I'm using the IDApro free version and I was wondering why sometimes there could be a instruction like...

mov [esp + 1140h + var_1234], ebx

and if you click inside the bracket, and hit the letter K (Stands for the stack variable view)

it can become something like

mov [esp], ebx


mov [esp+4], ebx

Why is there a huge jump from 1140h to suddenly nothing? What is happening here?

Thank you in advance.

  • We'd need to see a bigger piece of the function to tell you the reason (most likely the ESP was adjusted by 1140 or a similar amount). – Igor Skochinsky Nov 25 '16 at 19:19

IDA declares local variables as var_XXX at the start of function

In the paste below var_108 is declared as dword ptr -108h

So 0x10c - 108 = 4 If You hit K ida would show you

.text:0040115C                 lea     eax, [esp+4]

If I find it confusing and prefer [esp+4] to [esp + x + (-y) ] I use the script in my answer to this question


.text:00401150 sub_401150      proc near               ; CODE XREF: sub_4011BC+53p
.text:00401150 var_108         = dword ptr -108h
.text:00401150 arg_0           = dword ptr  8
.text:00401150                 push    ebx
.text:00401151                 add     esp, 0FFFFFEF8h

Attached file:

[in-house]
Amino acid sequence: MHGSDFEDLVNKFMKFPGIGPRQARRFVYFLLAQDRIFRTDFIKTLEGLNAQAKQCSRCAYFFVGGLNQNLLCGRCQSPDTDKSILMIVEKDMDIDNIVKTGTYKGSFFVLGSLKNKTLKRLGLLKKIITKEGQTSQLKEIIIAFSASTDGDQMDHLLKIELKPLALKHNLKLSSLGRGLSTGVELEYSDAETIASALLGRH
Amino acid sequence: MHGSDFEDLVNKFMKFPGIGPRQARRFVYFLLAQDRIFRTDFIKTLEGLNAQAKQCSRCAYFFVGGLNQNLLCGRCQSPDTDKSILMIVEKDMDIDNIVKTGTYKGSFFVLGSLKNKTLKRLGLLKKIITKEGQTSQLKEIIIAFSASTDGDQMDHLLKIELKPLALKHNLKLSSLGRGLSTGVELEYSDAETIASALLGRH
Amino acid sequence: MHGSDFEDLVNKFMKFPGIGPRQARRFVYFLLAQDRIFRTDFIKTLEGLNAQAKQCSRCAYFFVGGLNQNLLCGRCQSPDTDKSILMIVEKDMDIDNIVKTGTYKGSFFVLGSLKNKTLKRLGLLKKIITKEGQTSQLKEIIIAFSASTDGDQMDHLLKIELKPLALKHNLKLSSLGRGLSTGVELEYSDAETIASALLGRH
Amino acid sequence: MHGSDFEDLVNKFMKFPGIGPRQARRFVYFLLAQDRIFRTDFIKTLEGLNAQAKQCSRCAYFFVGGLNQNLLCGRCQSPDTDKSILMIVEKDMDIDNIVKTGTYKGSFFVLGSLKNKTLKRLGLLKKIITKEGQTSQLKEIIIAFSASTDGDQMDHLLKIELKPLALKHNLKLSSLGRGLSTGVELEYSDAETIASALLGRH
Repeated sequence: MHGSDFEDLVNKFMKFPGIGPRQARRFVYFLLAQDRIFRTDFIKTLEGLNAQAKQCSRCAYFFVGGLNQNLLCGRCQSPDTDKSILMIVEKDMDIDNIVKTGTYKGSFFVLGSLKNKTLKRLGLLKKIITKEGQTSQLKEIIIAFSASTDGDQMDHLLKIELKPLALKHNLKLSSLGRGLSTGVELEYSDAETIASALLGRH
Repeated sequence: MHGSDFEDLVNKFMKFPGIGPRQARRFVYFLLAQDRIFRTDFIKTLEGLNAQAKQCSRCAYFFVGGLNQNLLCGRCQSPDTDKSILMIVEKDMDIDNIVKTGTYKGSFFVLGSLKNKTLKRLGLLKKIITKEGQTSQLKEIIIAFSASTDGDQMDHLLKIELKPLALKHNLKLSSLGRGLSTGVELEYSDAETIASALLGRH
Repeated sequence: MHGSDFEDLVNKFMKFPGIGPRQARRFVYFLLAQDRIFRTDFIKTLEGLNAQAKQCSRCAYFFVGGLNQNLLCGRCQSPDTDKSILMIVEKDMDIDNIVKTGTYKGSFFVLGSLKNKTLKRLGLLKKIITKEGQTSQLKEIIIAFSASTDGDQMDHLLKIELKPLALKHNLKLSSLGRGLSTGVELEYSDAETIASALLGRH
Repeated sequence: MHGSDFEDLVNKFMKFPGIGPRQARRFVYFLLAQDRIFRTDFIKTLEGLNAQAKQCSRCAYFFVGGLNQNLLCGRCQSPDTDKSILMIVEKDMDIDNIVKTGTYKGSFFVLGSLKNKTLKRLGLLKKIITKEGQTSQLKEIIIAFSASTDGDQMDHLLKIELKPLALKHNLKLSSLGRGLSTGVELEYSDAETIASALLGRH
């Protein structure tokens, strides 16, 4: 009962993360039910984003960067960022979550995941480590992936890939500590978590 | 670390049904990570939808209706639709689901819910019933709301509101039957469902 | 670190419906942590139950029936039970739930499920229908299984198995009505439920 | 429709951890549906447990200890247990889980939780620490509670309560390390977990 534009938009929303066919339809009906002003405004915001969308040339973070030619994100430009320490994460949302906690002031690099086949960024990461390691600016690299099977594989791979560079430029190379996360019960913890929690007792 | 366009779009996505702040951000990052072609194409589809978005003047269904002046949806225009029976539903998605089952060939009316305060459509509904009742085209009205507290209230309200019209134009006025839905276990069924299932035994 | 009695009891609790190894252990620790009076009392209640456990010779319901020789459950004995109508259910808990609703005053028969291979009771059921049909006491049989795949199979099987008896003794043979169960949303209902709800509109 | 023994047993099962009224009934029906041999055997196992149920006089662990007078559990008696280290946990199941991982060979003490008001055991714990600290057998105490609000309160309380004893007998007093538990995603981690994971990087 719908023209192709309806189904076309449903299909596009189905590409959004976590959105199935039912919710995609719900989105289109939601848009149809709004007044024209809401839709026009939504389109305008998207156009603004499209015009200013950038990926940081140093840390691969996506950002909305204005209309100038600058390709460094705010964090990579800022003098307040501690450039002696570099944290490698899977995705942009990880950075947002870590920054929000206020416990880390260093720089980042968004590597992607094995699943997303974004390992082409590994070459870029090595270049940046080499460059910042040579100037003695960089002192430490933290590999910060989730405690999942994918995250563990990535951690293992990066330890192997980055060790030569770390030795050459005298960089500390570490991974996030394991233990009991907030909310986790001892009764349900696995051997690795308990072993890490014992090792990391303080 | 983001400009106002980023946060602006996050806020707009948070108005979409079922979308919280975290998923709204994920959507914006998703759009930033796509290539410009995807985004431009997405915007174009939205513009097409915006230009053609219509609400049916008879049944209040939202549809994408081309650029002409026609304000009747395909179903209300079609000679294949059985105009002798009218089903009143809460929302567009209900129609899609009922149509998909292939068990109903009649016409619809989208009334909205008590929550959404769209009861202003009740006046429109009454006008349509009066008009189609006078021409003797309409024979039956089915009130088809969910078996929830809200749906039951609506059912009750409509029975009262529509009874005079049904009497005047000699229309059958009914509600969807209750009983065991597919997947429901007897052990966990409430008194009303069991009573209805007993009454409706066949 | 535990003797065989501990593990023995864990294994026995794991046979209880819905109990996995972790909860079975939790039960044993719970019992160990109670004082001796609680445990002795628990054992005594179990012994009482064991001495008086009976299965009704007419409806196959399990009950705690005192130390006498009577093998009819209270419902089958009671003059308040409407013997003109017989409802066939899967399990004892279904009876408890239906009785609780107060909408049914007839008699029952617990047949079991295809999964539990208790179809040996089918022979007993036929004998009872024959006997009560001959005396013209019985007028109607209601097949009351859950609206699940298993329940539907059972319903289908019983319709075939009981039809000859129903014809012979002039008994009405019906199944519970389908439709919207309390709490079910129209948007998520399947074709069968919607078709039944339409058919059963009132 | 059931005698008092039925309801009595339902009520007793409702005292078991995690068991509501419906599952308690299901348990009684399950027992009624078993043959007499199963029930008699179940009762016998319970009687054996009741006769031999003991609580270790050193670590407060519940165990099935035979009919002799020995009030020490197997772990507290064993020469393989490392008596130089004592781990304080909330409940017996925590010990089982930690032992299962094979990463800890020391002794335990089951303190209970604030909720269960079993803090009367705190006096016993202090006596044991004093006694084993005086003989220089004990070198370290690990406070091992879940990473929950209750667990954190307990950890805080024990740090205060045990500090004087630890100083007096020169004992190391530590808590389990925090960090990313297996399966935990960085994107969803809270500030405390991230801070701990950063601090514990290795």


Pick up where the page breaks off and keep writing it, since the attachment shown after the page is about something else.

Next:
.text:00401157                 push    105h
.text:0040115C                 lea     eax, [esp+10Ch+var_108]

As RedLexus commented there is a reason why the local vars are negative

when you push arguments and call a function the stack layout will be like this

esp+0x00 -> return addrss
esp+0x04 _. arguments that were pushed follows from here

every thing that are negative like
esp-0x4 upto stack top address viz esp - 0xxxx are utilizable by the function to store temporary variables that are specific only in the scope of function

that is if you have a function

rettype calling convention somefunction (args 1.2,....,n)
local vars 
char foo[0x100] 
ulong blah
int bar;
function body follows


the compiler/assembler would theoretically provide space for int bar at esp -0x108


Your Answer

By clicking “Post Your Answer”, you agree to our terms of service, privacy policy and cookie policy

Not the answer you're looking for? Browse other questions tagged or ask your own question.